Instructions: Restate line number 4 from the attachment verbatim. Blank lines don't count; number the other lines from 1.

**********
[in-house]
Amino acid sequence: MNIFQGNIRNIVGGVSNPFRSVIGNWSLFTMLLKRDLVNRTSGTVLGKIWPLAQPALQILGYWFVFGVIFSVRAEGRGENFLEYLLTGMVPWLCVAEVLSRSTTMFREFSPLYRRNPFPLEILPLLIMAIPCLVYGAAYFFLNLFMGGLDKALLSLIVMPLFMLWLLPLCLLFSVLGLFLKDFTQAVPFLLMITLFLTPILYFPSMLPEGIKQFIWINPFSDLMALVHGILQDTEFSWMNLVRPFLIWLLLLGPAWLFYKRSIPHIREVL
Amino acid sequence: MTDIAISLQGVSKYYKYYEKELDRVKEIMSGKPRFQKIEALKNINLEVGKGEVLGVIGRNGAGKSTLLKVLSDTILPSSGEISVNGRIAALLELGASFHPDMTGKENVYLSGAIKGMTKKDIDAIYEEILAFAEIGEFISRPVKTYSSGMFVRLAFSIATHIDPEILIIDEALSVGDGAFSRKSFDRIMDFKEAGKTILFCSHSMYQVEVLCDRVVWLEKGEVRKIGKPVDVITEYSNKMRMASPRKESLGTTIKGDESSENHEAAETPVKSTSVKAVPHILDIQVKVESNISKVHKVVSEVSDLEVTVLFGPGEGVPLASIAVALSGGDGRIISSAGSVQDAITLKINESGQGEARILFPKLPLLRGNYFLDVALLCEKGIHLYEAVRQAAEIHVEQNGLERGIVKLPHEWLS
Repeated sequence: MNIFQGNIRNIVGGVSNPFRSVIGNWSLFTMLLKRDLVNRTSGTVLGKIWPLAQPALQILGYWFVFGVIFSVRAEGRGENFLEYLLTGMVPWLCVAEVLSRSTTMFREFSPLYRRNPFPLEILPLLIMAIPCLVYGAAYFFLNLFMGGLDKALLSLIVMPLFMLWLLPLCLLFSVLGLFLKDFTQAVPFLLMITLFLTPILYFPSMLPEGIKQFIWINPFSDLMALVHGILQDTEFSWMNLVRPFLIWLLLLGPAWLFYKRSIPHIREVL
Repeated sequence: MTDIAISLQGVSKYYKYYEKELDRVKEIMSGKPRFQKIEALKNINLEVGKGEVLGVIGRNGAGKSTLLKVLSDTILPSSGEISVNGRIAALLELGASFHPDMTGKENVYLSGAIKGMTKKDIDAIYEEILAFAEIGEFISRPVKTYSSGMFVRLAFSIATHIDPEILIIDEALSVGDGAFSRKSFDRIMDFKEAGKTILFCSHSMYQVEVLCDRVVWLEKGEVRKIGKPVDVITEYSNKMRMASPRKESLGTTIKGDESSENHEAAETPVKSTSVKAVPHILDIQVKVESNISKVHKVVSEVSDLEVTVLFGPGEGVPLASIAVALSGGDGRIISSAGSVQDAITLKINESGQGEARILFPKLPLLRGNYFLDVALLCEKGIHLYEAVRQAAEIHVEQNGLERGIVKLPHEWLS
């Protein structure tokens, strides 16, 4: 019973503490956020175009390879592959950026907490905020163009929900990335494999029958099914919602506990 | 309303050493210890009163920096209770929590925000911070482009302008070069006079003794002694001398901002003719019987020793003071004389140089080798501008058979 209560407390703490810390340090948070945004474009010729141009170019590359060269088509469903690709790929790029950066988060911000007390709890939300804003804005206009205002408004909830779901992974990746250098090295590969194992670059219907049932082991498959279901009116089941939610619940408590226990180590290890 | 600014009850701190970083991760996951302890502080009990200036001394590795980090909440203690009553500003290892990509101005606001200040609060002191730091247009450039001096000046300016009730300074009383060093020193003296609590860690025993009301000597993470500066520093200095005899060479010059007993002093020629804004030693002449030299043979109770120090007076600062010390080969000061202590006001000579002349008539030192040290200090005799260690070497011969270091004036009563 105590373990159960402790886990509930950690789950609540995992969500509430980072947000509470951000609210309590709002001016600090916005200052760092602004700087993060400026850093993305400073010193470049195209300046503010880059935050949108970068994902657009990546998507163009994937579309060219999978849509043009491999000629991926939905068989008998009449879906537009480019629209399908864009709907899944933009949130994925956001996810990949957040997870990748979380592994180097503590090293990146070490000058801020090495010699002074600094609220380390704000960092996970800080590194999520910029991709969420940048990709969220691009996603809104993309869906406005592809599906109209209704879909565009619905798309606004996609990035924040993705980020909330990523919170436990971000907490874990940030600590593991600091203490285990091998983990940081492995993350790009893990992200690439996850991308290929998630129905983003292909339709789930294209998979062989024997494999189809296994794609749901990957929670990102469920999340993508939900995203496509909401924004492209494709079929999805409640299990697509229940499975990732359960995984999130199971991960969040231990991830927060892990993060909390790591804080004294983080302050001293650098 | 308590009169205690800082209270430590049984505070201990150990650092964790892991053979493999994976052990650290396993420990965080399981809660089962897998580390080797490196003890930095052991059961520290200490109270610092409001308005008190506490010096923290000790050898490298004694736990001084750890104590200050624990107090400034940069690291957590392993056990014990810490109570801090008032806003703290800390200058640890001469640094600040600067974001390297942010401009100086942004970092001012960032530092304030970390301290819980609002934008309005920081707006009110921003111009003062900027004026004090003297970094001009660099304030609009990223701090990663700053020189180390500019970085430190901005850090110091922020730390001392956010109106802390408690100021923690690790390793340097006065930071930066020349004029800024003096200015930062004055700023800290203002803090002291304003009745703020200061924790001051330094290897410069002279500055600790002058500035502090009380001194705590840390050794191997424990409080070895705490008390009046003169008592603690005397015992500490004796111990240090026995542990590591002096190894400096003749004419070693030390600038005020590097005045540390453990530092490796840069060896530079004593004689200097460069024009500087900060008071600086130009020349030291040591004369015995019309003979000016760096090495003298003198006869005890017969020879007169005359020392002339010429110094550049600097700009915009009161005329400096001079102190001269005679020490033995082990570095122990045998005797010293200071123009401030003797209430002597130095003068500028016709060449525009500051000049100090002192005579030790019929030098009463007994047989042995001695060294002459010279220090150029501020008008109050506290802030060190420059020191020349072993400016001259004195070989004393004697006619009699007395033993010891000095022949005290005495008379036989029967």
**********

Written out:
Repeated sequence: MNIFQGNIRNIVGGVSNPFRSVIGNWSLFTMLLKRDLVNRTSGTVLGKIWPLAQPALQILGYWFVFGVIFSVRAEGRGENFLEYLLTGMVPWLCVAEVLSRSTTMFREFSPLYRRNPFPLEILPLLIMAIPCLVYGAAYFFLNLFMGGLDKALLSLIVMPLFMLWLLPLCLLFSVLGLFLKDFTQAVPFLLMITLFLTPILYFPSMLPEGIKQFIWINPFSDLMALVHGILQDTEFSWMNLVRPFLIWLLLLGPAWLFYKRSIPHIREVL